Yesterday I bought a package of recipe cards and spent my Saturday night making signs. For an hour I traced out careful hangul lettering in a bright green highlighter. Pure geek fun.
In total, I made forty-four labels to stick around the apartment.
창 on the window
우유 on the milk carton in the fridge
예쁜 on my mirror (...which means "pretty." Nothing wrong with a little kindness to oneself)
I'll be off to Korea again soon, and it's time to get serious about language learning. With the exception of menu vocabulary, I've forgotten most of the Korean that I picked up a few years ago, teaching there. Hells bells, I even forget the swear words.
I have just enough time pre-departure to make some headway with the language, but not enough time to register for a full class (though I'd love to once I arrive). Instead, I'm studying on my sofa, uttering vowel sounds to myself, trying to get my head around their subltle differences.
In this battle, I'm well armed.
My little Korean-English dictionary has made a home for itself in my purse, pulled out on long Skytrain rides to work.
Hal Amen's Korean for Beginners arrived in the mail last week, and I'm digging it, big time. One awesome element is that the book addresses cultural elements of the language that had me stumped when I tried to "just pick it up" in Korea. The honorific system, for example, is explained in this book, along with why Koreans say "yes, I can't."
Livemocha is a site that mirrors the Rosetta Stone's audiolingual language learning style, parroting and parroting, without isolating the grammar of structure of the language. It's not my number one method of language learning, because I'm a grammar nerd and structure feeds my rules-y Left Brain. However, the lessons offer great vocabulary practice and the site itself is awesome; networking, peer-correction, a chance to chat with other language learners. All free!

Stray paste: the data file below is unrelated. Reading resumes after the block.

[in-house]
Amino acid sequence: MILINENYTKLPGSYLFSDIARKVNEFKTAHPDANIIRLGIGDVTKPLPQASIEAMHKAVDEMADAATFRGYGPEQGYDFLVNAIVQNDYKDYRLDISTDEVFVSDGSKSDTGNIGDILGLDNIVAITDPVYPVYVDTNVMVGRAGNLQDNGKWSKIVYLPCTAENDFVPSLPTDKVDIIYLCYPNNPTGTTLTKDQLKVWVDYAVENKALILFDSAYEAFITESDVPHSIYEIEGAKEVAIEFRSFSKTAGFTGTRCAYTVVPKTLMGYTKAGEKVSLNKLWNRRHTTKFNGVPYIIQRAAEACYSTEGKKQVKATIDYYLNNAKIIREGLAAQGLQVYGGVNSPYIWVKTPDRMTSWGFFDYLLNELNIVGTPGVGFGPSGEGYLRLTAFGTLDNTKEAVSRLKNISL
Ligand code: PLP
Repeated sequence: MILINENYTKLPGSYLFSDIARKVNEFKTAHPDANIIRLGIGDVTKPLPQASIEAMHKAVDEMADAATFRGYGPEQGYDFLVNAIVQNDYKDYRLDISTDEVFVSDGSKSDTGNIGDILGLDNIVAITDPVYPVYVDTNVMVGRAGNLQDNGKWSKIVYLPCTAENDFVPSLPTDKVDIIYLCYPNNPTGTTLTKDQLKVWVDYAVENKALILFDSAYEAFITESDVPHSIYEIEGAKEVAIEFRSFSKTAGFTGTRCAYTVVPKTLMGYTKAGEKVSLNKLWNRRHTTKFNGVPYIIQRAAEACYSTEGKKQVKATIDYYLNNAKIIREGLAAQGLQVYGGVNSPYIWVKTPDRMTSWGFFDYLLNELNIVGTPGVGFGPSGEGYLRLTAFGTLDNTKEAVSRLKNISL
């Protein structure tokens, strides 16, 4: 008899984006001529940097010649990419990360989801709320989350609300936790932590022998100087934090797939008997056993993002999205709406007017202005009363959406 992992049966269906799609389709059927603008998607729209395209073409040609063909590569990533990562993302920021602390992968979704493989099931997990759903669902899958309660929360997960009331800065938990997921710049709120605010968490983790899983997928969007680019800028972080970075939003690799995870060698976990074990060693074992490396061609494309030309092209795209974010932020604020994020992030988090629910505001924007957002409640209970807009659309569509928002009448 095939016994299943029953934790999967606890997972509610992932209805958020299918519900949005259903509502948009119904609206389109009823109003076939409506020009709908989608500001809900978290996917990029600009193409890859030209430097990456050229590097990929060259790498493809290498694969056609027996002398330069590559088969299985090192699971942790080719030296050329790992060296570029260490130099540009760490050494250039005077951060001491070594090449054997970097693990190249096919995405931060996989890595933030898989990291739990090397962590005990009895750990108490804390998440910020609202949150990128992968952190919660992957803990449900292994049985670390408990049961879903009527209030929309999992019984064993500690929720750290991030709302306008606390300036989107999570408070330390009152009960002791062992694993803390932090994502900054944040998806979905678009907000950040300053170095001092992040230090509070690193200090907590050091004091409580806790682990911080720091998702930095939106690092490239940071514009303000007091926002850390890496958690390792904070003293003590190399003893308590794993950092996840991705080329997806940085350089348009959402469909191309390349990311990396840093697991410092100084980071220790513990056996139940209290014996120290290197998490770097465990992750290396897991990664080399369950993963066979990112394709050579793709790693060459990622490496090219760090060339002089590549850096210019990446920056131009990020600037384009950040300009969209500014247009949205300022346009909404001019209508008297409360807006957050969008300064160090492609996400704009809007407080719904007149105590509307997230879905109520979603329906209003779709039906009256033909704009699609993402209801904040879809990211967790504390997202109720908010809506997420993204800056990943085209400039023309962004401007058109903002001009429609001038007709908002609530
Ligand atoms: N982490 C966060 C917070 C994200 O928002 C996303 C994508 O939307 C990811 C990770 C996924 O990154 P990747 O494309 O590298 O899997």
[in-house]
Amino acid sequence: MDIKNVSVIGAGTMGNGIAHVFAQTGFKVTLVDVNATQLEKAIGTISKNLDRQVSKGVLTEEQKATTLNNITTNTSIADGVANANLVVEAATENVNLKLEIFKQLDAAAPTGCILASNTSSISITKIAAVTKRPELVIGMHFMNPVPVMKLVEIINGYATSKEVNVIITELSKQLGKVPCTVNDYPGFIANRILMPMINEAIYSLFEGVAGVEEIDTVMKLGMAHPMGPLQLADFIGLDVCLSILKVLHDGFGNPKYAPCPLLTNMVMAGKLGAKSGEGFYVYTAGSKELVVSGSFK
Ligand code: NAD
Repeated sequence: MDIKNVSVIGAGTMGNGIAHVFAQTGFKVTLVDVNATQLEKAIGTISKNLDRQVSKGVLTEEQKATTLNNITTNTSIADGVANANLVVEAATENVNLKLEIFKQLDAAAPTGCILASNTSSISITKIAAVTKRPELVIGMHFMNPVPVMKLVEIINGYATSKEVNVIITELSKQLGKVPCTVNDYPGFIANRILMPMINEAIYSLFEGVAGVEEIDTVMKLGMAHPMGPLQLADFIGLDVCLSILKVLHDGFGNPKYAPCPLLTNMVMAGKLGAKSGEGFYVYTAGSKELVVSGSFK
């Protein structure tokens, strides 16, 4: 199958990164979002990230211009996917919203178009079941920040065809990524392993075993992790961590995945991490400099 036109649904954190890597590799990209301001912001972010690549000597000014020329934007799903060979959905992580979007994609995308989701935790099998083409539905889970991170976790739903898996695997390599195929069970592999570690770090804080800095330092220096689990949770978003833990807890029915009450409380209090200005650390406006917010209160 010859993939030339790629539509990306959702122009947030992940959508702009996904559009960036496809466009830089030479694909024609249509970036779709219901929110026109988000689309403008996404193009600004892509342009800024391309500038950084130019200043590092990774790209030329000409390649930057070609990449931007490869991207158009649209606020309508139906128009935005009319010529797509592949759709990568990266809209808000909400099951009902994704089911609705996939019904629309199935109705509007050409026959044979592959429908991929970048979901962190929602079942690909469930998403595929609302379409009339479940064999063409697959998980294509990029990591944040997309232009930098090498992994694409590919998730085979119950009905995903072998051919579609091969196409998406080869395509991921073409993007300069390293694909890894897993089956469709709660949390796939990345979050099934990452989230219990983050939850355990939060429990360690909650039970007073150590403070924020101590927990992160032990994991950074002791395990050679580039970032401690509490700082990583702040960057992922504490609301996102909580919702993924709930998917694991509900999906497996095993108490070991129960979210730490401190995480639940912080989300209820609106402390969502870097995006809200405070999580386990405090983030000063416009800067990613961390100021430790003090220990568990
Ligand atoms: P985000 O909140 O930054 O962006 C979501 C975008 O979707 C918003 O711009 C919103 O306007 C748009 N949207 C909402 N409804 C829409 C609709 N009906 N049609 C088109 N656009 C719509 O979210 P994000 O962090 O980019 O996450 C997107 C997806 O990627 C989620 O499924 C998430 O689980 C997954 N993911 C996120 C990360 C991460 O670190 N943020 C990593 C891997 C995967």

LingQ is another free site, which offers real-life dialogues. The language level might be too intense for beginners, though. I've bookmarked it for when my Korean improves past the hangul kiddie pool.
I'm also poised to start on Rocket Languages, who offer free 6-day trials of their language learning software. Yeah, I'm cheap like that. I'll let y'all know how it is. I'm keen to try the program, it was well-reviewed on Matador, here.
I know this isn't ideal language learning, as it's missing the most vital part; communication. Without Korean people to talk to, or classmates in a language classroom, the learning can only go so far.
Brace yourself, Korea, I'll be talking your ear off soon enough.